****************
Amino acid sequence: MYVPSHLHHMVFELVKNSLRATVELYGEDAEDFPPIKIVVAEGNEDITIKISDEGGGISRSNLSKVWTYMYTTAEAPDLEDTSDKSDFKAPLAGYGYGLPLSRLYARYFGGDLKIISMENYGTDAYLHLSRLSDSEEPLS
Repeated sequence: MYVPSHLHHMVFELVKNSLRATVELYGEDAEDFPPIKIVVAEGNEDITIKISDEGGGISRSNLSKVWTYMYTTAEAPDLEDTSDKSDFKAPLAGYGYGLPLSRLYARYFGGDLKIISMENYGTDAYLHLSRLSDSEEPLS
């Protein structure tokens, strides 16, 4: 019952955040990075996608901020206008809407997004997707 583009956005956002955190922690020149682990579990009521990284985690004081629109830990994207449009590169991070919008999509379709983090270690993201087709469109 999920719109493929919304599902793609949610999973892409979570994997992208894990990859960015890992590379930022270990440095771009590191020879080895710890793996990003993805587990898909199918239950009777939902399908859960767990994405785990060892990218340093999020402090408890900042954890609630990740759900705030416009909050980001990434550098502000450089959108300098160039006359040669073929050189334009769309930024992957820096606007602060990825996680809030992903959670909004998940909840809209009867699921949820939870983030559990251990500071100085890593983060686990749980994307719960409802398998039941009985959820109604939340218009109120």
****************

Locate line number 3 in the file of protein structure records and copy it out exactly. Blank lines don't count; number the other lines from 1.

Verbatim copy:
């Protein structure tokens, strides 16, 4: 019952955040990075996608901020206008809407997004997707 583009956005956002955190922690020149682990579990009521990284985690004081629109830990994207449009590169991070919008999509379709983090270690993201087709469109 999920719109493929919304599902793609949610999973892409979570994997992208894990990859960015890992590379930022270990440095771009590191020879080895710890793996990003993805587990898909199918239950009777939902399908859960767990994405785990060892990218340093999020402090408890900042954890609630990740759900705030416009909050980001990434550098502000450089959108300098160039006359040669073929050189334009769309930024992957820096606007602060990825996680809030992903959670909004998940909840809209009867699921949820939870983030559990251990500071100085890593983060686990749980994307719960409802398998039941009985959820109604939340218009109120």